Playoff loss provides learning experience for McDavid, Oilers

Edmonton Oilers center Connor McDavid reacts after the Oilers' 2-1 loss to the Anaheim Ducks in Game 7 of a second-round NHL hockey Stanley Cup playoff series in Anaheim, Calif., Wednesday, May 10, 2017. (AP Photo/Chris Carlson)
Edmonton Oilers center Connor McDavid reacts after the Oilers’ 2-1 loss to the Anaheim Ducks in Game 7 of a second-round NHL hockey Stanley Cup playoff series in Anaheim, Calif., Wednesday, May 10, 2017. (AP Photo/Chris Carlson)

ANAHEIM, Calif. – Edmonton Oilers captain Connor McDavid didn’t want to talk about his own play after his team’s 2-1 Game 7 second-round loss to the Anaheim Ducks.

McDavid was asked twice about his performance but he just wanted to discuss the team and the way he thought the Oilers played in their first postseason experience since 2006.

“We battled hard up and down the lineup. We battled hard,” McDavid said. “That’s a good team over there. I don’t think many people gave us much of a chance this series to even take it seven (games) and quite honestly we might not should have even been at seven. The team battled hard like I keep saying, but it’s just frustrating right now.”

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While McDavid didn’t want to talk much about himself, some of the Oilers were more than happy to share their opinions on their young captain. They saw a young player fight through dogged checks of more experienced opponents to push for goals. They also saw him show his leadership chops by calming the group after a demoralizing loss in Game 5.

The 20-year-old McDavid didn’t score at the level he did during the regular season where he had 100 points in 82 games to lead the NHL. But the Oilers said there was far more to his overall play than the nine points in 13 games in his first postseason experience.

“Connor McDavid’s play, I thought he was tremendous. I thought he did everything he possibly could and played (almost 25 minutes) tonight. He was our leader,” Oilers coach Todd McLellan said. “He did many, many things that you guys don’t see. There was a little glimpse of it here after the comeback here in Anaheim when he took care of the team but there’s a lot done for a 20-year-old captain that nobody sees. His play speaks for itself. We wouldn’t be at this spot without him and the rest of the team. We learned we can’t just win with one individual, so I thought he was tremendous.”

In Game 7, McDavid didn’t notch a point, fired one shot on goal and played 24:45. He sparked a flurry near the end of the second period that almost gave Edmonton a 2-1 lead, but couldn’t quite get the puck in the net.

During the series, when McDavid had open ice he generally made plays but he was hounded by Ducks center Ryan Kesler, one of the best defensive forwards in hockey, for almost the entirety of the seven games.

“It’s a big experience for him. I mean Kesler did a hell of a series. That was his job to take Connor down but I think he was a tremendous leader because he knew he was going to get Kesler every single second out there,” Oilers defenseman Oscar Klefbom said of McDavid. “He has been doing everything he can to get the other players going. It has been very interesting. I have a huge respect for Connor just the way Kesler (played him).”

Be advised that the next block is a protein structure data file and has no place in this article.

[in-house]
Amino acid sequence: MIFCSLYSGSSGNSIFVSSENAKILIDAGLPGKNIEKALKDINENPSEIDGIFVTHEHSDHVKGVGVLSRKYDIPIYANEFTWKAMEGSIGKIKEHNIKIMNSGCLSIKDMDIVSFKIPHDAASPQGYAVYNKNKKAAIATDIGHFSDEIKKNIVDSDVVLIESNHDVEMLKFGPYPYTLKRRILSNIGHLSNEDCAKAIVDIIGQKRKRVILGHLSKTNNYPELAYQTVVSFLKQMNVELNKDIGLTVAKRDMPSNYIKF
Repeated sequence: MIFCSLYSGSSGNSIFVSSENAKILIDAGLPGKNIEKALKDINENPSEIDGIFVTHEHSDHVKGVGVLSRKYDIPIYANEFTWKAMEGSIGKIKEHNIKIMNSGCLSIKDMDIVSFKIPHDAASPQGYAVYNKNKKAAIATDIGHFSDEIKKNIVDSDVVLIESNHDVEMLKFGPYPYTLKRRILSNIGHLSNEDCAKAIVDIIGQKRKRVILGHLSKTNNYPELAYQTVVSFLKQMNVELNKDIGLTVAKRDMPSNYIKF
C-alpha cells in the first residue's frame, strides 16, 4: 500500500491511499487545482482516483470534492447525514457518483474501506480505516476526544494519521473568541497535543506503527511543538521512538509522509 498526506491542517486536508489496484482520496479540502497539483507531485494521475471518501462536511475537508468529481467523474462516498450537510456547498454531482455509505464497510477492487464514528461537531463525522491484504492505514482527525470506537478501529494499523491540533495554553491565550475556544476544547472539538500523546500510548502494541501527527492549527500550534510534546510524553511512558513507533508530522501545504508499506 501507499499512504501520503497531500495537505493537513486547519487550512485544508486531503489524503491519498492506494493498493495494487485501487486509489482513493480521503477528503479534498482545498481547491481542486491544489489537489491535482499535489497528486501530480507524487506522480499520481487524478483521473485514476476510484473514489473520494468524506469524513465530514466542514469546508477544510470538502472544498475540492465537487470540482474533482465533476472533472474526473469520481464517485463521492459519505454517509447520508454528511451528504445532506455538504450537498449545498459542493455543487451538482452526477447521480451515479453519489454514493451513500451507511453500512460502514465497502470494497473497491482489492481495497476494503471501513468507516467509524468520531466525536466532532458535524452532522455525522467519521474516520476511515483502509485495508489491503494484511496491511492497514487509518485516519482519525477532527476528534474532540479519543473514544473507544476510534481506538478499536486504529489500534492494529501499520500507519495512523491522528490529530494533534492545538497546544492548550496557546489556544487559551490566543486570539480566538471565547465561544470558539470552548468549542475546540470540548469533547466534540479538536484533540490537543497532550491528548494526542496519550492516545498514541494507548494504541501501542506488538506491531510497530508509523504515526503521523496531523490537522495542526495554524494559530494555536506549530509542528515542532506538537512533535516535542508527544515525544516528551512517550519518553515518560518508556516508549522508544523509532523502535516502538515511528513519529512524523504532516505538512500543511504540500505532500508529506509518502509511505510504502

Could McDavid have done more offensively? Perhaps, but he also learned the difficulties of scoring in the playoffs. He knew it would be tough and he received a crash course about how to remain productive despite limited space.

“I thought he handled it really well and he can probably take a lot from this series and keep growing as a player,” Oilers forward Ryan Nugent-Hopkins said.

Really, all the Oilers learned a lot about the playoffs in this run, and they may have learned the most in Game 7 against the veteran Ducks. Edmonton got the first goal of the game and carried the play in the first period. But once the second period started, the Ducks out-shot the Oilers 23-11 and found an extra gear to tie the game, take the lead, then close out their opponent.

“I mean they came together as a group and played a very strong system game,” Klefbom said. “The way they played the neutral zone, it was probably their best game tonight. We have guys with a lot of speed but it’s very tough to play against team who is just lined up in the neutral zone and you cannot get the forecheck going. It’s something we’re going to take experience of and try to beat them next year hopefully.”

In the Edmonton locker room after the game, there was a sense of disappointment, but it wasn’t downright dejection. They know what they did wrong, they know what they can do better and they believe they’ll be prepared next season.

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Winning a round against the San Jose Sharks and then taking the Ducks to seven games was a nice first step in what they hope is a long open window of Stanley Cup opportunity.

“It’s one of those things where you have to give credit to our team,” Oilers forward Patrick Maroon said. “I think we came a long way and our coaching staff has put a team together and our GM has put a team together to win a Stanley Cup. We’re capable of doing it. The future is so bright with this team and it’s exciting to look forward to.”

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Josh Cooper is an editor for Puck Daddy on Yahoo Sports. Have a tip? Email him at or follow him on Twitter!